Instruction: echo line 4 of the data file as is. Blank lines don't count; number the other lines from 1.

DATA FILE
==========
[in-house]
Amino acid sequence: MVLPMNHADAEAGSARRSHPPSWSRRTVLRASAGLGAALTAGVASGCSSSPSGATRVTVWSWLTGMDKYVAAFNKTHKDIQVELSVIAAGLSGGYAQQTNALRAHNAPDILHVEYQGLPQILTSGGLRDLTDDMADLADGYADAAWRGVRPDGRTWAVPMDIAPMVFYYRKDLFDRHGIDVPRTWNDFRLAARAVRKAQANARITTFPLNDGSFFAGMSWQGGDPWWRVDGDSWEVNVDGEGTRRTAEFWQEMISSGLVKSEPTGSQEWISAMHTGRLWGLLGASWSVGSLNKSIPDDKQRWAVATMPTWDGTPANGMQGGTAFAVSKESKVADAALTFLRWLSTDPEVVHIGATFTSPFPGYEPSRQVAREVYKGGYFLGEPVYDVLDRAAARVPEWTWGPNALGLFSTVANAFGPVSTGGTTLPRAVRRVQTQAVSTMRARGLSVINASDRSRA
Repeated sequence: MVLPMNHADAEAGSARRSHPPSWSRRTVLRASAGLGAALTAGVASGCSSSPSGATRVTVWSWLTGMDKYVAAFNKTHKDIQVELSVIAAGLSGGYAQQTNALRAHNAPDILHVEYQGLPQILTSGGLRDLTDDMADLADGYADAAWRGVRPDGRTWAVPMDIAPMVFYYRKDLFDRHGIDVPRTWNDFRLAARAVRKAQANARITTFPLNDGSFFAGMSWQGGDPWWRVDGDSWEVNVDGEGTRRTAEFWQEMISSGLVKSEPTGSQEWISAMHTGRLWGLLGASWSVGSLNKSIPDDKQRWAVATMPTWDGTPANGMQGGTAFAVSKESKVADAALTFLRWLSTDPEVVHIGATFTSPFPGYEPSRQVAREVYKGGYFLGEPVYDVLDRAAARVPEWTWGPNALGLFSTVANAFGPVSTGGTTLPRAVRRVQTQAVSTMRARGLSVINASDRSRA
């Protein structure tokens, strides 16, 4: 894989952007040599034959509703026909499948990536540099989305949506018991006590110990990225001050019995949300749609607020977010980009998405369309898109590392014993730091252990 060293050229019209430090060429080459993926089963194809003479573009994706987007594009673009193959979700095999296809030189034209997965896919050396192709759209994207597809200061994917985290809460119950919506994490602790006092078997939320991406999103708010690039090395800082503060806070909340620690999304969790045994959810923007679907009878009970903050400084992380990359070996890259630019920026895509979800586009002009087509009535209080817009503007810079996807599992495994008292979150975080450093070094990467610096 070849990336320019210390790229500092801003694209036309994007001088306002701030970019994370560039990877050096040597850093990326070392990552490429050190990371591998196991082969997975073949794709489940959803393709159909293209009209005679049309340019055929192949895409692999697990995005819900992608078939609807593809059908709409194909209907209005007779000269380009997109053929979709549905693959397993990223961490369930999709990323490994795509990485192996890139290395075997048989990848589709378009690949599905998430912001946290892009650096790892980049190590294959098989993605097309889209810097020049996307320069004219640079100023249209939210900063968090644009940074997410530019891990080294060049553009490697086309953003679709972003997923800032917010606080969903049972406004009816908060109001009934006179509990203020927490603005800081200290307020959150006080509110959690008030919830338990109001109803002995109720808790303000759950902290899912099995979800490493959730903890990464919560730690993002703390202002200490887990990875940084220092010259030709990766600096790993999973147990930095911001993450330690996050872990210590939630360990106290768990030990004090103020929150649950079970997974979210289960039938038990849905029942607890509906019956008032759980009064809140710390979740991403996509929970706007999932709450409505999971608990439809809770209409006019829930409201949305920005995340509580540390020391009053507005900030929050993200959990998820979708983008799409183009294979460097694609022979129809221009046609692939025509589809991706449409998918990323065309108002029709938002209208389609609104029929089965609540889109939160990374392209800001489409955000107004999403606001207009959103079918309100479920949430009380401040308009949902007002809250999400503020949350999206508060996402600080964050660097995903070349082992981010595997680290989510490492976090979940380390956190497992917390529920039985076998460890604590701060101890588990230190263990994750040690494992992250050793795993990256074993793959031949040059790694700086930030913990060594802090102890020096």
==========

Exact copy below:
């Protein structure tokens, strides 16, 4: 894989952007040599034959509703026909499948990536540099989305949506018991006590110990990225001050019995949300749609607020977010980009998405369309898109590392014993730091252990 060293050229019209430090060429080459993926089963194809003479573009994706987007594009673009193959979700095999296809030189034209997965896919050396192709759209994207597809200061994917985290809460119950919506994490602790006092078997939320991406999103708010690039090395800082503060806070909340620690999304969790045994959810923007679907009878009970903050400084992380990359070996890259630019920026895509979800586009002009087509009535209080817009503007810079996807599992495994008292979150975080450093070094990467610096 070849990336320019210390790229500092801003694209036309994007001088306002701030970019994370560039990877050096040597850093990326070392990552490429050190990371591998196991082969997975073949794709489940959803393709159909293209009209005679049309340019055929192949895409692999697990995005819900992608078939609807593809059908709409194909209907209005007779000269380009997109053929979709549905693959397993990223961490369930999709990323490994795509990485192996890139290395075997048989990848589709378009690949599905998430912001946290892009650096790892980049190590294959098989993605097309889209810097020049996307320069004219640079100023249209939210900063968090644009940074997410530019891990080294060049553009490697086309953003679709972003997923800032917010606080969903049972406004009816908060109001009934006179509990203020927490603005800081200290307020959150006080509110959690008030919830338990109001109803002995109720808790303000759950902290899912099995979800490493959730903890990464919560730690993002703390202002200490887990990875940084220092010259030709990766600096790993999973147990930095911001993450330690996050872990210590939630360990106290768990030990004090103020929150649950079970997974979210289960039938038990849905029942607890509906019956008032759980009064809140710390979740991403996509929970706007999932709450409505999971608990439809809770209409006019829930409201949305920005995340509580540390020391009053507005900030929050993200959990998820979708983008799409183009294979460097694609022979129809221009046609692939025509589809991706449409998918990323065309108002029709938002209208389609609104029929089965609540889109939160990374392209800001489409955000107004999403606001207009959103079918309100479920949430009380401040308009949902007002809250999400503020949350999206508060996402600080964050660097995903070349082992981010595997680290989510490492976090979940380390956190497992917390529920039985076998460890604590701060101890588990230190263990994750040690494992992250050793795993990256074993793959031949040059790694700086930030913990060594802090102890020096």